Another important aspect of an organic vegetable garden is the use of organic mulch. Mulch provides many functions, of which soil protection and weed control are the most important.
Mulch can increase soil health by protecting the soil from running-off due to heavy rain and also by creating a protected environment in which soil organisms can thrive.
Weeds easily grow on exposed soil surfaces, which does help protect the soil from run-off, but these weeds can steal nutrients, space, and sunlight away from vegetable plants when they grow near them and must be removed. When mulch is added onto the surface, sunlight doesn’t reach the surface of the soil and makes it very difficult for any weeds to grow, and can save a lot of time and effort.
Chemical pesticides control pests by killing them using poisonous substances. Unfortunately, these poisonous residues may remain on food grown using chemical pesticides and in the soil bringing harm to both humans and the environment. In addition, these poisons kill all life found on and around the plant, which includes beneficial insects and soil organisms.
The plants must also be monitored frequently and action should be taken as and when pests are first seen on the plant. The first line of action when pests are observed is to mechanically remove them from the plant by hand or use a high-speed stream of water to remove them. This alone is enough for pest control in most home organic vegetable gardens, as long as it’s done early enough.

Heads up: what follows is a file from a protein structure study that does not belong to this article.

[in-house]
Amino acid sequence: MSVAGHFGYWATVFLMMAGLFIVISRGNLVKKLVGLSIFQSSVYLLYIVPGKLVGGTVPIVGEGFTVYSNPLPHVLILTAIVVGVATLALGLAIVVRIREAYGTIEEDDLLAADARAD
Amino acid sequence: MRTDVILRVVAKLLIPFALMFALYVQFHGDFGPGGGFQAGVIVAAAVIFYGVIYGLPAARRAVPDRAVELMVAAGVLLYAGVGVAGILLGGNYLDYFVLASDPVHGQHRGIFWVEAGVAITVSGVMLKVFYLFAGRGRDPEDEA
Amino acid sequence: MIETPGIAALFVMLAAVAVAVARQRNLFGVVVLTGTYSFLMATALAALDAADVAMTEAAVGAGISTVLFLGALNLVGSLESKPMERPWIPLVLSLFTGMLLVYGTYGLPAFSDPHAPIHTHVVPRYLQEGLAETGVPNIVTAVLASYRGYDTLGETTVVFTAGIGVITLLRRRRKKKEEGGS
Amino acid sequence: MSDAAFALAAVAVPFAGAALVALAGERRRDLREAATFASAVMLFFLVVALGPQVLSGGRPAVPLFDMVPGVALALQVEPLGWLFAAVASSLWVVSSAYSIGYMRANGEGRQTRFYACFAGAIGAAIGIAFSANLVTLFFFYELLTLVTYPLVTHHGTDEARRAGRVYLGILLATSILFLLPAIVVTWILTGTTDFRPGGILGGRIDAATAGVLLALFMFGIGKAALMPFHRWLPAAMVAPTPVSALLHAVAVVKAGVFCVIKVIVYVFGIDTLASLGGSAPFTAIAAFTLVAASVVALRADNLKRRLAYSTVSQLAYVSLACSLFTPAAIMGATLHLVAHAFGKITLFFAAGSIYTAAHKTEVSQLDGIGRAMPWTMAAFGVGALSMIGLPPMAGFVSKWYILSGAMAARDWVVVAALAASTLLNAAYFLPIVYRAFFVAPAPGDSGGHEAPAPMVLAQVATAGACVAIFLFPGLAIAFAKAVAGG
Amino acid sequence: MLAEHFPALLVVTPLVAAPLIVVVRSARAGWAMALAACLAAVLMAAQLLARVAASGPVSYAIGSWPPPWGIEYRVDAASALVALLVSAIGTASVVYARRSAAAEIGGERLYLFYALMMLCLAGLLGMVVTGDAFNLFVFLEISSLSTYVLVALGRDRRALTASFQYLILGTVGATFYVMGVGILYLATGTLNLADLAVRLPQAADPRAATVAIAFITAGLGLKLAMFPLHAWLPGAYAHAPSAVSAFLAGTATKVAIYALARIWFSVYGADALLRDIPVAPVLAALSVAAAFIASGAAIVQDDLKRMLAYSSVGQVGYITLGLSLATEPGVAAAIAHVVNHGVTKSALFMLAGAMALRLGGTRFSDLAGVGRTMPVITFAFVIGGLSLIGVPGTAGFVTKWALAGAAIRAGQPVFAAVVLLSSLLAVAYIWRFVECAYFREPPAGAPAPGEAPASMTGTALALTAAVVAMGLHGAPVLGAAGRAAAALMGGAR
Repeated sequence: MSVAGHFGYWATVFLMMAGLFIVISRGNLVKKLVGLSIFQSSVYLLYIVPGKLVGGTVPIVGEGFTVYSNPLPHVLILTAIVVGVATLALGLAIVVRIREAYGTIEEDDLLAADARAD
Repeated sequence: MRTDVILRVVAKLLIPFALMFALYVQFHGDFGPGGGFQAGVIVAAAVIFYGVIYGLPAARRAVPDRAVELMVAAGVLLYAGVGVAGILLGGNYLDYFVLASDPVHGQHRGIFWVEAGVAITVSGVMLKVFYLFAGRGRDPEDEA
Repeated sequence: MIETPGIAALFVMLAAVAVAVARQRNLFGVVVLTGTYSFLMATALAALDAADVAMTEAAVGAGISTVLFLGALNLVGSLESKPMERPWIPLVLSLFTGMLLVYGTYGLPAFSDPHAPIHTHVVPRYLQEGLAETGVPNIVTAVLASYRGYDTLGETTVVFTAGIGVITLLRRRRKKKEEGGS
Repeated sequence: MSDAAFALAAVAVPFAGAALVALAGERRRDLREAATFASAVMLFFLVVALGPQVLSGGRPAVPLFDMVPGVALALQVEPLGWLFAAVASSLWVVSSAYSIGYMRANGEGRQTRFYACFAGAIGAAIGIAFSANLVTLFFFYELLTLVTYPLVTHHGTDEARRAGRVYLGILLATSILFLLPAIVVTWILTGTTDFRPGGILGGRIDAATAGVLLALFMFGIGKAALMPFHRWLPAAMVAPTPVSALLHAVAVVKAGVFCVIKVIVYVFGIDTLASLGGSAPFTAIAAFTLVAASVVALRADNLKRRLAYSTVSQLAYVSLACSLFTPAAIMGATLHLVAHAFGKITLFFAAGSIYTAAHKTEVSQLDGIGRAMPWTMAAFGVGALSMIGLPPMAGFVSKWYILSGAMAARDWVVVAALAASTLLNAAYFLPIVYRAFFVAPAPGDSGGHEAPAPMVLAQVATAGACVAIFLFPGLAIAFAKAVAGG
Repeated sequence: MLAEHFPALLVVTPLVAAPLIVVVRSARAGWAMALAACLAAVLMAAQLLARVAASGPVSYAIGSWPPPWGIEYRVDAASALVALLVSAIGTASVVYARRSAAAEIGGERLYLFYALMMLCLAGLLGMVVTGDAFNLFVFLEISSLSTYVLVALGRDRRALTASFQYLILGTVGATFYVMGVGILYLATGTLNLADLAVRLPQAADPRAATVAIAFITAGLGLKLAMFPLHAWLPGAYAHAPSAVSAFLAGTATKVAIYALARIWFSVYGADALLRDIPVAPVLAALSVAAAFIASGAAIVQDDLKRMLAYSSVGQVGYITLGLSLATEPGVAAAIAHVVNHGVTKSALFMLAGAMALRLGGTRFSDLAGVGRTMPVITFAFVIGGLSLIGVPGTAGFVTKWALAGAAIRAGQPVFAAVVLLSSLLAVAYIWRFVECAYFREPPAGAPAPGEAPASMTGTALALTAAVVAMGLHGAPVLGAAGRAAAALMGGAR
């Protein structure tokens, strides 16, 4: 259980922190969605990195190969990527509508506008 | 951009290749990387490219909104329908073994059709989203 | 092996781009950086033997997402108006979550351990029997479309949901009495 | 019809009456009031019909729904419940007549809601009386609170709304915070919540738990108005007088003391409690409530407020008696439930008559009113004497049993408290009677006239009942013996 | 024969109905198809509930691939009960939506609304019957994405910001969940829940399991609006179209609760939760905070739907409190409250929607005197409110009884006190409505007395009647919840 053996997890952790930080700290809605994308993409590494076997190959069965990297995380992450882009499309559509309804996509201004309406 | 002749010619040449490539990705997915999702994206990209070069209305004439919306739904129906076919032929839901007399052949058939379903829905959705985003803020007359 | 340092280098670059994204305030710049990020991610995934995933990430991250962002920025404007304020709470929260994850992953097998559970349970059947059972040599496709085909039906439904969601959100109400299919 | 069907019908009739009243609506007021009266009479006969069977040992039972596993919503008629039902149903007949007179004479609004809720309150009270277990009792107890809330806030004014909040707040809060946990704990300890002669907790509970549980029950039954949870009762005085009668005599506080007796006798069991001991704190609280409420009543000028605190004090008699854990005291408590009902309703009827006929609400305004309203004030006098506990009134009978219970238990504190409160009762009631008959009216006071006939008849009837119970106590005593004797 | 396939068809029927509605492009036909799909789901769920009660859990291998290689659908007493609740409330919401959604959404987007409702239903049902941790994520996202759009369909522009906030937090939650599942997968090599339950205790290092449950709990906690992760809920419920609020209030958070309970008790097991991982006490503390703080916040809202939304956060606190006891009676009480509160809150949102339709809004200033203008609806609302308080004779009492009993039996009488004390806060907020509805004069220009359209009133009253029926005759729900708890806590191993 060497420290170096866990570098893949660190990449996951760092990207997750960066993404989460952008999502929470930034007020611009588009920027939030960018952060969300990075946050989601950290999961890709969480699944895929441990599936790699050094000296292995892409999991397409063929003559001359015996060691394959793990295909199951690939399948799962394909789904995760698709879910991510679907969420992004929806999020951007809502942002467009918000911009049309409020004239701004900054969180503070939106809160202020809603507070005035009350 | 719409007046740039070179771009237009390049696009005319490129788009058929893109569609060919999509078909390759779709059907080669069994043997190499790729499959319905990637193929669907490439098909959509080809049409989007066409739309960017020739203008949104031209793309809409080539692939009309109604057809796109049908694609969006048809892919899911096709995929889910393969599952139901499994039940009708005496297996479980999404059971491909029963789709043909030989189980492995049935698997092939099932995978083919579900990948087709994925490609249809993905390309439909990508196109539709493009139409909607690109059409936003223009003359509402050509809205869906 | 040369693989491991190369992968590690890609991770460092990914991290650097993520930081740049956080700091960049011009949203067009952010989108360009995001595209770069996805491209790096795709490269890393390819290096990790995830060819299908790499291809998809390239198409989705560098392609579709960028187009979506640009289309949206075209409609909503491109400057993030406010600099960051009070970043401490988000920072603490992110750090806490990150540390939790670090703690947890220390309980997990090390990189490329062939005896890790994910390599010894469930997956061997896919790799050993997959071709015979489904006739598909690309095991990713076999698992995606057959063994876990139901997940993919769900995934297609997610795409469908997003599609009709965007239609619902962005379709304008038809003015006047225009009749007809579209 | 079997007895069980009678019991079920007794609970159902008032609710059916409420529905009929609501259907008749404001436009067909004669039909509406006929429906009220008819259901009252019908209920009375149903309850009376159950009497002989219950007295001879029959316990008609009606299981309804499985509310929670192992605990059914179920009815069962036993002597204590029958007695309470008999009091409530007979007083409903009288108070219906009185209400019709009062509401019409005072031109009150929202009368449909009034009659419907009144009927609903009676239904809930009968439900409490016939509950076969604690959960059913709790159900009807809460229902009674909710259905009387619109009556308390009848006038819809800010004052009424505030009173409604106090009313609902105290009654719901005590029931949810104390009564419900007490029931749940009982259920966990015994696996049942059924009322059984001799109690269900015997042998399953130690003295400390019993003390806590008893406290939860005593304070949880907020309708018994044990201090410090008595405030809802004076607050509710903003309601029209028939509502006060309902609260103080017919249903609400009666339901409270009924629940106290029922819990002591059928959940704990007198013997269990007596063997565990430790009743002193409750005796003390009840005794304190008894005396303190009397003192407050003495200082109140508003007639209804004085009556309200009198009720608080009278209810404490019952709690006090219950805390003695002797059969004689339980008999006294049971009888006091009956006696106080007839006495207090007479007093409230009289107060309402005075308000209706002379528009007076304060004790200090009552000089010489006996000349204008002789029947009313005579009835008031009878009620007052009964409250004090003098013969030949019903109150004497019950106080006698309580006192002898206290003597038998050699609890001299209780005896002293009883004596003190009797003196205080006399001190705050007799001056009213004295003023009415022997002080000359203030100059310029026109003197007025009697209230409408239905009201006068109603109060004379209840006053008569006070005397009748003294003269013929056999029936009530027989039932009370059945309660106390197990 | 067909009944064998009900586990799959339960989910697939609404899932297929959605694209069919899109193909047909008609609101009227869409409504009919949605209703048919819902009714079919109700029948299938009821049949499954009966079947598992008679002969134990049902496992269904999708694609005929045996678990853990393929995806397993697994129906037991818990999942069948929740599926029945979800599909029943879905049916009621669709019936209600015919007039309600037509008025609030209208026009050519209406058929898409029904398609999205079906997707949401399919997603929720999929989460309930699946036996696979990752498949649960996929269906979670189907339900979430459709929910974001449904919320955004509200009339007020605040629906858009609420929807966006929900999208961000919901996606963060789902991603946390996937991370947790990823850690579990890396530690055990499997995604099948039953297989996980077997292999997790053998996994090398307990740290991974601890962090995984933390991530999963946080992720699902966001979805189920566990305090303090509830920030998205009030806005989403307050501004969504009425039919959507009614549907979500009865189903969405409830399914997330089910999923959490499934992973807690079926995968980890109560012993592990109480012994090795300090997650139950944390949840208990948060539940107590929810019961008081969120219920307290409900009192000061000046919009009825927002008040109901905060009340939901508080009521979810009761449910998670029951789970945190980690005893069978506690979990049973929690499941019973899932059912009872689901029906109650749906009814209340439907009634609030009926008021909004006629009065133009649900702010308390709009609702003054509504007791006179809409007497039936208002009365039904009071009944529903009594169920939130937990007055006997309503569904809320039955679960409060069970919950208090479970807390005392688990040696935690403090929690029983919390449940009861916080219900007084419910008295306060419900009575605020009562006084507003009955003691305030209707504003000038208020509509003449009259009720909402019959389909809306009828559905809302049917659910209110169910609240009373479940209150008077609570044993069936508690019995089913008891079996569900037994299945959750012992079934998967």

In organic vegetable gardening, harsh chemicals are not used. Instead, plant health is maintained at an optimum by providing it with a constant supply of nutrients, enough but not too much water, and ideal growing conditions, while maintaining populations of beneficial insects and soil organisms.
Providing enough but not too much water
Watering your vegetable plants correctly is very important to maintain healthy plants. The first step in providing your plants with the right amount of water is not actually watering them but by providing them with the best growing conditions (see below). Once the plant has the best growing conditions, the next step is to correctly water the plants.
Plants grown directly in the ground or in raised beds connected to the ground need to be deeply watered. This means that enough water should be added so that it reaches soil layers below the layer in which the plant roots are found. This creates a reservoir of water in the soil that allows the plant to draw up as much water as it needs and as it needs it. When watered deeply, your plants will need to be watered just once or twice a week under normal weather conditions. Adding organic mulch will protect the water reservoir by preventing or limiting evaporation.